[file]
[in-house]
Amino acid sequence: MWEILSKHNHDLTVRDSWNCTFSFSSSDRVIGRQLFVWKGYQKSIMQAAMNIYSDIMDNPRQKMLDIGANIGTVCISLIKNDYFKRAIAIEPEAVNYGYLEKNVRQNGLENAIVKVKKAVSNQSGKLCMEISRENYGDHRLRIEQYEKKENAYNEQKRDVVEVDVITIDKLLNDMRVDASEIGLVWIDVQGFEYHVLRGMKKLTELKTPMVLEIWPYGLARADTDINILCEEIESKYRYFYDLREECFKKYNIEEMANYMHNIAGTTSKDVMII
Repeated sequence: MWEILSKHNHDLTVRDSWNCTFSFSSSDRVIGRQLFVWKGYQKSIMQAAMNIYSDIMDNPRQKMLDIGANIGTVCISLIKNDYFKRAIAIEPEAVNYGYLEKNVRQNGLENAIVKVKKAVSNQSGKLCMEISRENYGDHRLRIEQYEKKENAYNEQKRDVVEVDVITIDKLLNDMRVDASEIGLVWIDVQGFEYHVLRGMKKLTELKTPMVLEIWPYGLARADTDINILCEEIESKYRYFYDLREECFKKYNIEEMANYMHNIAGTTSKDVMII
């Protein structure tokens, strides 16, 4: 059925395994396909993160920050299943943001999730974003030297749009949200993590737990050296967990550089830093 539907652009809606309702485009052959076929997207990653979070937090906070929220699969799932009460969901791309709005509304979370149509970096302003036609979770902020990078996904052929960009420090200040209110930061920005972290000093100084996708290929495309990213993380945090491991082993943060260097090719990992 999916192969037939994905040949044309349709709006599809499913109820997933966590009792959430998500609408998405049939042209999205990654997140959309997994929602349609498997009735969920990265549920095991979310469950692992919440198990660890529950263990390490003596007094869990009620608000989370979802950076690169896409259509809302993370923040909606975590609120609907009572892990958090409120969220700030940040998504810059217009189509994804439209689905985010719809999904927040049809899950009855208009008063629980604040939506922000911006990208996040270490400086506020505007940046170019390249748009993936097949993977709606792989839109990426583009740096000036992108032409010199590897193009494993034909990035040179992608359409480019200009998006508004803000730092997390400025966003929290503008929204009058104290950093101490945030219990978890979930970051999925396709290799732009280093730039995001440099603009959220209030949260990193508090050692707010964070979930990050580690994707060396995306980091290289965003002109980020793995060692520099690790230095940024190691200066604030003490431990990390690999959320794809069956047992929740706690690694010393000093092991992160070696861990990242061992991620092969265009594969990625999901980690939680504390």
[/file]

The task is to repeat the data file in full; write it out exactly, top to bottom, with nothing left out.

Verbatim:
[in-house]
Amino acid sequence: MWEILSKHNHDLTVRDSWNCTFSFSSSDRVIGRQLFVWKGYQKSIMQAAMNIYSDIMDNPRQKMLDIGANIGTVCISLIKNDYFKRAIAIEPEAVNYGYLEKNVRQNGLENAIVKVKKAVSNQSGKLCMEISRENYGDHRLRIEQYEKKENAYNEQKRDVVEVDVITIDKLLNDMRVDASEIGLVWIDVQGFEYHVLRGMKKLTELKTPMVLEIWPYGLARADTDINILCEEIESKYRYFYDLREECFKKYNIEEMANYMHNIAGTTSKDVMII
Repeated sequence: MWEILSKHNHDLTVRDSWNCTFSFSSSDRVIGRQLFVWKGYQKSIMQAAMNIYSDIMDNPRQKMLDIGANIGTVCISLIKNDYFKRAIAIEPEAVNYGYLEKNVRQNGLENAIVKVKKAVSNQSGKLCMEISRENYGDHRLRIEQYEKKENAYNEQKRDVVEVDVITIDKLLNDMRVDASEIGLVWIDVQGFEYHVLRGMKKLTELKTPMVLEIWPYGLARADTDINILCEEIESKYRYFYDLREECFKKYNIEEMANYMHNIAGTTSKDVMII
């Protein structure tokens, strides 16, 4: 059925395994396909993160920050299943943001999730974003030297749009949200993590737990050296967990550089830093 539907652009809606309702485009052959076929997207990653979070937090906070929220699969799932009460969901791309709005509304979370149509970096302003036609979770902020990078996904052929960009420090200040209110930061920005972290000093100084996708290929495309990213993380945090491991082993943060260097090719990992 999916192969037939994905040949044309349709709006599809499913109820997933966590009792959430998500609408998405049939042209999205990654997140959309997994929602349609498997009735969920990265549920095991979310469950692992919440198990660890529950263990390490003596007094869990009620608000989370979802950076690169896409259509809302993370923040909606975590609120609907009572892990958090409120969220700030940040998504810059217009189509994804439209689905985010719809999904927040049809899950009855208009008063629980604040939506922000911006990208996040270490400086506020505007940046170019390249748009993936097949993977709606792989839109990426583009740096000036992108032409010199590897193009494993034909990035040179992608359409480019200009998006508004803000730092997390400025966003929290503008929204009058104290950093101490945030219990978890979930970051999925396709290799732009280093730039995001440099603009959220209030949260990193508090050692707010964070979930990050580690994707060396995306980091290289965003002109980020793995060692520099690790230095940024190691200066604030003490431990990390690999959320794809069956047992929740706690690694010393000093092991992160070696861990990242061992991620092969265009594969990625999901980690939680504390």